GET OVER THE REFUSAL OF YOUR STUDY PERMIT About 30% of all applications for study permits are turned down, according to figures from the IRCC. Given how well-liked studying in Canada is, that amounts to tens of thousands of potential students whose study permit applications have been rejected.
Nadia Bhuptani, an educational counselor with The Canadim Team, offers some guidance on what to do if Immigration, Refugees and Citizenship Canada rejects your application for a study permit.
What Can I Do If my Canada study permit get rejected?
If your study permit application is refused by IRCC, there are two courses of action you can take:
- Appeal the refusal, or;
- Address the reason(s) it was refused in a new application.
In order to succeed in either situation, you must first comprehend the reasons your application was denied. In most cases, the refusal letter you receive will provide the main justification for the rejection. To better understand how to address the issues raised, you can also ask to see the notes the visa officer made while reading your file.
1. IRCC questions your ability to financially support yourself
You must provide evidence when you apply for a study visa that you have enough money to cover the cost of your travel to Canada, your tuition, and the living expenses of any family members who will be staying with you while you are enrolled in classes.
It’s referred to as “show money.” The government typically requests six months’ worth of bank statements to verify that you have enough display money. The government may reject your application if they don’t think you have enough money to maintain yourself and your family in Canada.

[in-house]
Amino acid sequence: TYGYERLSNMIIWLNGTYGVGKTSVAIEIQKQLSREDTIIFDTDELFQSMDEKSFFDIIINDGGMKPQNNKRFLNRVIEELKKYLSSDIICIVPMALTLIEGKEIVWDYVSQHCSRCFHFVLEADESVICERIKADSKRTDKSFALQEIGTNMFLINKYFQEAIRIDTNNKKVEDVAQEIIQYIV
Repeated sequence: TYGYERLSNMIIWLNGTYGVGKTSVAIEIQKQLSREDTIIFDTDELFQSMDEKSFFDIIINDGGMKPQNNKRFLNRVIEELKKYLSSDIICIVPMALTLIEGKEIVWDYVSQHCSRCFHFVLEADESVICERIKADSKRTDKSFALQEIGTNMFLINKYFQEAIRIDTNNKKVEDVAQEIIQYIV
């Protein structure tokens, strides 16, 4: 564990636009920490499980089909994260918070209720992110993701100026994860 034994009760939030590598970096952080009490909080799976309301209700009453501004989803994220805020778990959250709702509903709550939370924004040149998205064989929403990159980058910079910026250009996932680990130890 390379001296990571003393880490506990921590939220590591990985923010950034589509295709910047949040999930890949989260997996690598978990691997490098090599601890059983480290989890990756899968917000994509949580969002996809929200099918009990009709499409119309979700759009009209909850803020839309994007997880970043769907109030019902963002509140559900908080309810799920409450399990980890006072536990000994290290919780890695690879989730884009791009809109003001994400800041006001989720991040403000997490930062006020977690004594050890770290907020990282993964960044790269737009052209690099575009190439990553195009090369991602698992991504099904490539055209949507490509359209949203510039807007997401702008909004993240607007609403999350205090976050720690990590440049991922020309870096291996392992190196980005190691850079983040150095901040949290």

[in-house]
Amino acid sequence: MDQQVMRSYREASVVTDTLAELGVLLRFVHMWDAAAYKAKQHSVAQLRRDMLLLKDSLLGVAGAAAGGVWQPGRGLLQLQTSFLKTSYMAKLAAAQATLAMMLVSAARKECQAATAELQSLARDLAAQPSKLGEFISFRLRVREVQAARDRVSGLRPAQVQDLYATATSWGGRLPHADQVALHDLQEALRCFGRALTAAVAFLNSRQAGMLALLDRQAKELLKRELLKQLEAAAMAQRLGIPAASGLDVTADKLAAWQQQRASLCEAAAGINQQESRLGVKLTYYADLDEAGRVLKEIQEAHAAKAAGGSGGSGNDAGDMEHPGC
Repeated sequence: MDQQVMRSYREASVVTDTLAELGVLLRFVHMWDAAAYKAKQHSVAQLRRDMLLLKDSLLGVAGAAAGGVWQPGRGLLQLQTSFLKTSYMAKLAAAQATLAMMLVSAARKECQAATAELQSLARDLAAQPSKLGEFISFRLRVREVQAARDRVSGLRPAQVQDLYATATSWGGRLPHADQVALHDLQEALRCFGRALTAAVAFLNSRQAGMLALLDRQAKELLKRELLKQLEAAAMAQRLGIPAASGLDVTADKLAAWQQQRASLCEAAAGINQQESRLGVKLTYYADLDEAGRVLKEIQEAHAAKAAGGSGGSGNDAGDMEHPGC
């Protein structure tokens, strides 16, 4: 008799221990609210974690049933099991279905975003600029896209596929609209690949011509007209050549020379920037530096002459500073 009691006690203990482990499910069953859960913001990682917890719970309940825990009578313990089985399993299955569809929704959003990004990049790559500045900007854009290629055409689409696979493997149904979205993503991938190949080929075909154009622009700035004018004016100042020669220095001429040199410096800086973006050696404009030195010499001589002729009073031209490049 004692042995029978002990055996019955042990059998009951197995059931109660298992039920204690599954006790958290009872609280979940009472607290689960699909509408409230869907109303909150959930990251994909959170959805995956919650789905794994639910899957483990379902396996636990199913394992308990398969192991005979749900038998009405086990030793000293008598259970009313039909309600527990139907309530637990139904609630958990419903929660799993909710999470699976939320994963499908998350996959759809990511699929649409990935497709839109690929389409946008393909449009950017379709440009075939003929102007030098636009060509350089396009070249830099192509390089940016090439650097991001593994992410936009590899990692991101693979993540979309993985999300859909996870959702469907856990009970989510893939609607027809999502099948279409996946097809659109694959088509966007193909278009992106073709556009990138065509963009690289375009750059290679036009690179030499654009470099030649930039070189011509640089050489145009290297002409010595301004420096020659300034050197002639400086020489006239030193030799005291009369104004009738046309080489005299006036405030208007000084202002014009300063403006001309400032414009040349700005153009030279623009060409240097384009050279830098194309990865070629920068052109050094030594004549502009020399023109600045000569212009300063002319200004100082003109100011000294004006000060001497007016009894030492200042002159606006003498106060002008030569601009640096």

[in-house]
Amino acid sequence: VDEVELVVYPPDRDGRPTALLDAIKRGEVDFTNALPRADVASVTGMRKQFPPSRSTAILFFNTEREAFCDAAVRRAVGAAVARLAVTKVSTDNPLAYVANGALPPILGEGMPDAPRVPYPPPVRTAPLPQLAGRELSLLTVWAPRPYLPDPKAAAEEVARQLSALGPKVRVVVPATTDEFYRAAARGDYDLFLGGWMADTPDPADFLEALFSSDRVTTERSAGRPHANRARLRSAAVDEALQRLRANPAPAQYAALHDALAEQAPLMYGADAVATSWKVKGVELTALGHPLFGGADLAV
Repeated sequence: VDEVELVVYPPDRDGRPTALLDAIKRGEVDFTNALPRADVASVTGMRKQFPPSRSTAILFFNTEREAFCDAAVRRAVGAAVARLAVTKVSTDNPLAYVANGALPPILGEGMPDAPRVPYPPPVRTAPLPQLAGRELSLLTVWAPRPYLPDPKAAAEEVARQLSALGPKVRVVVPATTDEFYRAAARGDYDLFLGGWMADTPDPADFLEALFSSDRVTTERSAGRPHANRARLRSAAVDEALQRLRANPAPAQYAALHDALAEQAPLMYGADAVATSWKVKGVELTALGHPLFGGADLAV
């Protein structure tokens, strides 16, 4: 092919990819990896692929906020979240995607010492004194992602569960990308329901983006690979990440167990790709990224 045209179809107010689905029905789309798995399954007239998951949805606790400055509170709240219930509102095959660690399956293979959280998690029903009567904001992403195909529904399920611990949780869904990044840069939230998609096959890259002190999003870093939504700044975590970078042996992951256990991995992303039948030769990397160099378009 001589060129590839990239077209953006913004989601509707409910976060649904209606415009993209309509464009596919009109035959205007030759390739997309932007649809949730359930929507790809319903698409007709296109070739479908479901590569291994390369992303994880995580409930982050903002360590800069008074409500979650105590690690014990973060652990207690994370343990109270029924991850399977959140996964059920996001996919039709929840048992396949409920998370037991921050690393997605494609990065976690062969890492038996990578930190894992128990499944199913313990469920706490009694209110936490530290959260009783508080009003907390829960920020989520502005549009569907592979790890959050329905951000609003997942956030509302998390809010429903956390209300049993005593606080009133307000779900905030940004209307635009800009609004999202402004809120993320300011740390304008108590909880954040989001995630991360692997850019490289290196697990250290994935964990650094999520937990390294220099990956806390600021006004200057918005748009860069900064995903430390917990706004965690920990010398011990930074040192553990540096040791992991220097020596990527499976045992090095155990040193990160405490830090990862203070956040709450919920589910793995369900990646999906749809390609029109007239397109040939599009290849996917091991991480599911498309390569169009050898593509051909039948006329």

How to address a problem with show money:
If IRCC rejects your application because it has concerns about your capacity to sustain yourself financially, you should carefully examine the financial records you sent with your application. Make sure you respond to the visa officer’s concerns and provide additional documentation to demonstrate that you meet the show money criterion.
The amount of show money required is sometimes intimidating to clients who don’t want to spend such a large amount. Don’t worry! You do not need to spend the show money. You only need to show the Canadian government that the funds are available to you, if you need them.
2. IRCC questions whether you will leave the country after your studies
A study permit is a temporary visa, hence it has an expiration date and a period of validity. You must demonstrate to the visa officer in your study permit application that you will depart the country when it expires.
This does not preclude you from requesting to stay permanently or to extend your study permission. In reality, the government has created a number of programs to aid students in either making the move to permanent residency or helping them stay and work in Canada after finishing their education.
What it means is that the visa officer has to trust that you will not stay in the country illegally when you are out of status. Usually, this is a problem if you don’t demonstrate that you have good reasons to want to return home.
How to address a problem of intent:
Usually, your personal statement is the only place where you can address this issue. If the visa officer isn’t persuaded by the explanation you’ve given them, you should revise your statement and try to directly address their concerns. Consider the idea of dual intent. Dual-intent applicants can intend to enter Canada temporarily to study or work while also planning to remain there permanently.